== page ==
by Jack Alexander Drum (a short story by Wynter Reed Newhouse1)
I had before me the prospect of a long, enforced vacation because the doctors said my nerves were shattered. The work I had been doing constituted practically a twenty-hour-a-day grind, and I was simply worn to a frazzle. My old high school chum, Don Ross, Scotch-Irish and a bagpipes player, was fed up with his job. Being by profession a carpenter, he was sick of sawdust and nails and wood. He said, "Jack, I always wanted to travel. Let's go."
I said, “Where?”
"Well, I've been thinking about that old Ohio River and New Orleans. Get the picture! For two months we lie on our backs in a boat. We sun ourselves, we fish, we loaf. Then one fine day there we are: New Orleans, the city God blessed with more sin and good things than it knew what to do with. Wha'd ya say?"
What could I say? We grinned at each other. Don feinted at my chin with his left and shot a bull's-eye right at the rather decided paunch I had been developing the last year or so. I got my elbow down an instant too late and began to moan. Three days later we were in Cincinnati. We bought an old skiff from a river man and stocked her with fishing tackle, a couple of lobster pots and some groceries. This trip we solemnly told each other was the kind of vacation that would pay for itself. We had visions of a schoolboy holiday, of stealing roastin' ears, tomatoes, cabbages; yes, and we even contemplated robbing chicken coops. Oh, this was going to be the vacation that a king would enjoy. No more inhibitions, no more of the monotonous civilized nonsense of adult life. This vacation was going to take us back twenty years to the times when we gathered at night in gangs under the corner street lamp to play Run, Sheepey, Run and between times made dangerous sorties into old man Nelson's grape arbor or stripped the cherry tree in Aunt Spiker's back yard. We entered into the spirit of the thing with the glee and enthusiasm of ten-year-olds. Don sat in the rear of the skiff rigging up a device of fishhooks that was going to catch us a big river buffalo it'd take a week to eat. The river man from whom we bought the skiff had told him all about it. Meanwhile I rowed.
At first I was not conscious of the contrast between this picture and the one Roscoe (variation of Ross) had originally painted: "We lie on our backs in a boat", and "we sun ourselves; we fish; we loaf." Oh yes, I was sunning myself all right. And presently, as the yellow river rolled along monotonously beside us, Roscoe began to fish. He had a six-foot, weighted line tied to a big brown bottle which was in turn connected with a longer line. He put the bottle in the water and let it drift in the current. When as hard as I worked I could not catch up with the bottle he stretched out on his back with his feet on the gun'l and smirked at me. Logs and driftwood went by us in the current. I was in swimming trunks and big drops of sweat began to stand out on my too prominent paunch. "Say,” I complained,"when're you gona spell me?"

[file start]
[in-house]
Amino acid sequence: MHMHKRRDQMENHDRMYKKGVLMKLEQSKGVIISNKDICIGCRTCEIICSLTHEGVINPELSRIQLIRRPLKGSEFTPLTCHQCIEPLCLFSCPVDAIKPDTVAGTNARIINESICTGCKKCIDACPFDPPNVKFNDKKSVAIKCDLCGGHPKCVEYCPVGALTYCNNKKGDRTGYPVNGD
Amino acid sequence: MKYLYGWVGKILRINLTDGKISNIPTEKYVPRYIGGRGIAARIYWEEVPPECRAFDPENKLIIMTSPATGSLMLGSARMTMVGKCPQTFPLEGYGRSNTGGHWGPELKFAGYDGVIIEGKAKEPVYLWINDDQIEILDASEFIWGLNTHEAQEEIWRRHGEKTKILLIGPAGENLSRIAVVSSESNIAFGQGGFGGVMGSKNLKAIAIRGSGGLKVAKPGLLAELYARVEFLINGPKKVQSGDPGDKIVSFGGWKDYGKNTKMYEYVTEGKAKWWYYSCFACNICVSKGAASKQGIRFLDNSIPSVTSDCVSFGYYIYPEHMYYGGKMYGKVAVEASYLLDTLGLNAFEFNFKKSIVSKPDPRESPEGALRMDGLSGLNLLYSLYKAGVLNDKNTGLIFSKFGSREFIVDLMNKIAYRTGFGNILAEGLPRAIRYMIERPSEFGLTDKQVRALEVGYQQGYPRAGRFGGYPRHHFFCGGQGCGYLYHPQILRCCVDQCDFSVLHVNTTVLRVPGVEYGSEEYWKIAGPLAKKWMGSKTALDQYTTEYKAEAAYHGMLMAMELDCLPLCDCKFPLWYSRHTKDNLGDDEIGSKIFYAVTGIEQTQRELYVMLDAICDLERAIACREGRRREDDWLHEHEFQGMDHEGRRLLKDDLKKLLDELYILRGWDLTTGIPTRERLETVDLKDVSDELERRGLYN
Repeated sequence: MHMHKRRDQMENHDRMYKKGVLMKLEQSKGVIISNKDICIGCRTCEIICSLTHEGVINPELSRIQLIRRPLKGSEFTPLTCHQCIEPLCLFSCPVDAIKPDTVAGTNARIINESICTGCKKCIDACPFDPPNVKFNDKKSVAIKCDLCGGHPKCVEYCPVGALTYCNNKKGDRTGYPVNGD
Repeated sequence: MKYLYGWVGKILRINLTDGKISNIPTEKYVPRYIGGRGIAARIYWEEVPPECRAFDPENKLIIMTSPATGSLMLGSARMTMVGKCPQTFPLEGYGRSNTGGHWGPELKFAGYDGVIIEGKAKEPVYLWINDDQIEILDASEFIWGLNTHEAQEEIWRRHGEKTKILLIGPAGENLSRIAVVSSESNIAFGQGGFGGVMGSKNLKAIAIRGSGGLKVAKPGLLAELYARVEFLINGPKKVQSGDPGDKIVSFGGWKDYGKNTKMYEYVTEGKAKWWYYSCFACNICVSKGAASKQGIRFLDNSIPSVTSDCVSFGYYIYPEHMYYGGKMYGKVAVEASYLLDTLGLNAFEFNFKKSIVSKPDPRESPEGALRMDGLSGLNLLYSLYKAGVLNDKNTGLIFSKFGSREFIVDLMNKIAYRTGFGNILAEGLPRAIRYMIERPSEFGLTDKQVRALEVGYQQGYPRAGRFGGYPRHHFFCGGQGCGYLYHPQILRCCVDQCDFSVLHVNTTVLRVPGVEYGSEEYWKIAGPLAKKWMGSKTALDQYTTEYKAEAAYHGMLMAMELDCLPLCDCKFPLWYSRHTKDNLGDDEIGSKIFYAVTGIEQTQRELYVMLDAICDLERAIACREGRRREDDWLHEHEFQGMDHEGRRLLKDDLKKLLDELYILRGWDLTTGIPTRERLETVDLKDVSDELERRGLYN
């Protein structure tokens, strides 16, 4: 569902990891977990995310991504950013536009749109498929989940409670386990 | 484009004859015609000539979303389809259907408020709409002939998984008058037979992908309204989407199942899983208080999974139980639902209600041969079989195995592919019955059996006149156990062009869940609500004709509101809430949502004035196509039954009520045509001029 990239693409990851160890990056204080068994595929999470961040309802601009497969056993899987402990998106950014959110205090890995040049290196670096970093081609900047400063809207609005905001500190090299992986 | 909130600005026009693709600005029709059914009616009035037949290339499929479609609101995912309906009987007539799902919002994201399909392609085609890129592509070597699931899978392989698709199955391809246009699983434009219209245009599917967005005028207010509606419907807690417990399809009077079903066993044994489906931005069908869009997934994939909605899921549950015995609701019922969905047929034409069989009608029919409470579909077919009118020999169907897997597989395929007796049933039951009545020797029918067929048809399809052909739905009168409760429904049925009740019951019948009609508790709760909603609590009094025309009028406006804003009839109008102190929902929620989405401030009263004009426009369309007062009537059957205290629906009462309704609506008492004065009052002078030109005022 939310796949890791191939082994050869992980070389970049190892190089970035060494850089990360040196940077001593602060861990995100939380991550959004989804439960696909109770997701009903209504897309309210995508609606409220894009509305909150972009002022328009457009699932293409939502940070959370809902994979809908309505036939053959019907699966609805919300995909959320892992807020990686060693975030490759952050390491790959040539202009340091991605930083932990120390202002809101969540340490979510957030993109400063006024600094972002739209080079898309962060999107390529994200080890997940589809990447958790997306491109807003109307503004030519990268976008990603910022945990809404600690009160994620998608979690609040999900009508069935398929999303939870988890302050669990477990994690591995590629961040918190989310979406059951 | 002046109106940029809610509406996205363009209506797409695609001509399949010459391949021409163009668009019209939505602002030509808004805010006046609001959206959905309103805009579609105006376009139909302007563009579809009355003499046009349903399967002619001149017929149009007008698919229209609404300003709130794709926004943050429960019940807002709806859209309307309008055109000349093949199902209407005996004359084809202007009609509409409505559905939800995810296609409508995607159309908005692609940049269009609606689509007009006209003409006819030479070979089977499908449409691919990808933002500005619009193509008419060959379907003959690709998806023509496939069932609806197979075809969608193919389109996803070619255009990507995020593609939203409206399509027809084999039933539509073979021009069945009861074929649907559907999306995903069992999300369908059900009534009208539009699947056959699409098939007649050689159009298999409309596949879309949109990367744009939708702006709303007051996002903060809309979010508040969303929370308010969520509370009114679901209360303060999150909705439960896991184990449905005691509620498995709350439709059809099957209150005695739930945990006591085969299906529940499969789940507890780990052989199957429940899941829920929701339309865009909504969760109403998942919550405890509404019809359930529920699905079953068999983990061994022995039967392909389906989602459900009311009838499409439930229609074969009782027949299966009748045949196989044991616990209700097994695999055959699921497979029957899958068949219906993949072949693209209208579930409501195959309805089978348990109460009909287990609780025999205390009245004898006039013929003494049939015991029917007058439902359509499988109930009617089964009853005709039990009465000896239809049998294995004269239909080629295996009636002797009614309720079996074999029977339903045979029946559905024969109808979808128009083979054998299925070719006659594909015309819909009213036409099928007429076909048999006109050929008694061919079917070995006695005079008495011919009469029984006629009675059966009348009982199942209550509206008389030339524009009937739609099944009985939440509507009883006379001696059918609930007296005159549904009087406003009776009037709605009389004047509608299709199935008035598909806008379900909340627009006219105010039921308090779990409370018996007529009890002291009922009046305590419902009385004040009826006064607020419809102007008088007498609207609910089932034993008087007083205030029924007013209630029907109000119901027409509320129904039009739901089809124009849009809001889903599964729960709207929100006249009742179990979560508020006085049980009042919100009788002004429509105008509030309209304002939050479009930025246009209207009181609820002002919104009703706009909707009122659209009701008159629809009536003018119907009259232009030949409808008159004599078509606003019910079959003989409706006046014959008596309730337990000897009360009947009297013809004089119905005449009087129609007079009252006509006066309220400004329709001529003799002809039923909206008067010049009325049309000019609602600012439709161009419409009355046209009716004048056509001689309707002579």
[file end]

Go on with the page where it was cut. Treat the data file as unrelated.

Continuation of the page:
Roscoe looked perplexed. He wriggled his shoulders and the heavy, clean muscles of his perfectly conditioned body rippled under golden brown skin. He cocked his head on one side and squinted at my white and rounded stomach, "Oh, you row a while yet. You need the exercise, Jack." I began to work myself into a decidedly disgruntled frame of mind. I was thirsty. The oars were crude heavy affairs that kept slipping out of the niches in the gun'Is that served for oar locks. The gun'Is themselves had begun to rot away, and the rest of the skiff was in much the same condition. It leaked. It leaked badly. I sat with my feet in three inches of water. Furthermore the boat was fishy. The river man must have scaled every fish he ever caught in the skiff and left the refuse to soak into the planks for days before he cleaned up the mess. In other words, the skiff had a bad smell.
At noon we pulled up briefly on a sand bar to get rid of the water. It was a heavy boat, and we had a hard time. With malicious blandness, Roscoe said, "You can take the stern, Jack."
I stood waist deep in water trying to heave the skiff up on the shore. After superhuman effort we got her over on her side and the water rushed out upon the sand. We ate some sandwiches and drank luke warm water. Stretching out, I thought, "Ah, what makes a man more happy than a satisfied stomach, the solitude of nature and a warm sun?"
Ants began to climb over my legs and chest. One of them bit me. I began to squirm. I killed two of the pests with a vengeful, resounding smack. But their kindred kept up the attack in droves. O Lord!
"Well," said Roscoe, "it's time to up anchor and away. We'll never get to New Orleans like this.”
"Yeah," I said.
It seemed that I was still to furnish the locomotion. "Oh," said Roscoe, "You row today. I'll do it tomorrow." Pretty soon he got out his chanter, a thin-stemmed horn about a foot long and sat cross-legged practising crazy Highland airs. He looked like an East Indian snake charmer; I felt like a starved bulldog chained within a foot of raw steak. But I rowed on. If you don't believe in the possibility of resurrection I want to add my testimony to the affirmative side of the case. I died from sheer exhaustion before the day was over. I died about sunset and was resurrected just about daylight by a cloud burst of cold water in my face. Upon arrival again in this world I found I was wrapped in a damp blanket. In the background was a woods and a high-shouldered Kentucky hill. I tried to stand and experienced excruciating aches. My shoulders and back were the color of ripe tomatoes with a sprinkling of big blisters. I tried to flex my fingers and moaned with pain. My fingers simply would not straighten out.
Roscoe busied himself about the camp and occasionally paused to grin at me. He built a fire; he whistled cheerfully. While the salt pork fried he practiced on his chanter. He cooked some flap jacks. I felt better.
Roscoe squinted at my waist line and said, "l do believe, Jack, it's smaller already."
As we shoved the skiff into the muddy river water I indicated pain with a series of unpremeditated groans apostrophized by the observation that today is was Roscoe's turn to row. This affected him much the same as a glance at a snakey-haired Medusa's head. He stood frozen with horror at the idea. For the millionth time he eyed my middle, "It isn't so much smaller, Jack. And anyway you'd better work off that stiffness. I'll spell you when you get loosened up."